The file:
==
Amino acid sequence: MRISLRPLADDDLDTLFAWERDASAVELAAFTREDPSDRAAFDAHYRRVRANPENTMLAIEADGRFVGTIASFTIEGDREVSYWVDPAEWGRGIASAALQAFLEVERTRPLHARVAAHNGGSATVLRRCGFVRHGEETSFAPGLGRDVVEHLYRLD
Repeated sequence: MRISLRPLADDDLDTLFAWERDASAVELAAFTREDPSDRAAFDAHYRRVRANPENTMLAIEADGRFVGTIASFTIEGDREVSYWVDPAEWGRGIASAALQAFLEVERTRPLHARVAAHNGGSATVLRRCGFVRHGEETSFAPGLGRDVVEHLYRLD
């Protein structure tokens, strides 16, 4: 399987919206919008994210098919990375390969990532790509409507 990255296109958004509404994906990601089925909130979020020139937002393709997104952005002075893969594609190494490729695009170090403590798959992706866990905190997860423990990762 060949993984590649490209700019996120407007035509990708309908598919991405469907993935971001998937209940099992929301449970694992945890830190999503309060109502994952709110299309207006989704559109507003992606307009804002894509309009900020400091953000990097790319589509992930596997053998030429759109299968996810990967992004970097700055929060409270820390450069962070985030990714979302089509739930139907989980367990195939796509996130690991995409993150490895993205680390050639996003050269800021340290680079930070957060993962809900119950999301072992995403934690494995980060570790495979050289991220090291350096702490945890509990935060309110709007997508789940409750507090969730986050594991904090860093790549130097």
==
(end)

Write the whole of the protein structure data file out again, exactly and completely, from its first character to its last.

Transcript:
Amino acid sequence: MRISLRPLADDDLDTLFAWERDASAVELAAFTREDPSDRAAFDAHYRRVRANPENTMLAIEADGRFVGTIASFTIEGDREVSYWVDPAEWGRGIASAALQAFLEVERTRPLHARVAAHNGGSATVLRRCGFVRHGEETSFAPGLGRDVVEHLYRLD
Repeated sequence: MRISLRPLADDDLDTLFAWERDASAVELAAFTREDPSDRAAFDAHYRRVRANPENTMLAIEADGRFVGTIASFTIEGDREVSYWVDPAEWGRGIASAALQAFLEVERTRPLHARVAAHNGGSATVLRRCGFVRHGEETSFAPGLGRDVVEHLYRLD
């Protein structure tokens, strides 16, 4: 399987919206919008994210098919990375390969990532790509409507 990255296109958004509404994906990601089925909130979020020139937002393709997104952005002075893969594609190494490729695009170090403590798959992706866990905190997860423990990762 060949993984590649490209700019996120407007035509990708309908598919991405469907993935971001998937209940099992929301449970694992945890830190999503309060109502994952709110299309207006989704559109507003992606307009804002894509309009900020400091953000990097790319589509992930596997053998030429759109299968996810990967992004970097700055929060409270820390450069962070985030990714979302089509739930139907989980367990195939796509996130690991995409993150490895993205680390050639996003050269800021340290680079930070957060993962809900119950999301072992995403934690494995980060570790495979050289991220090291350096702490945890509990935060309110709007997508789940409750507090969730986050594991904090860093790549130097």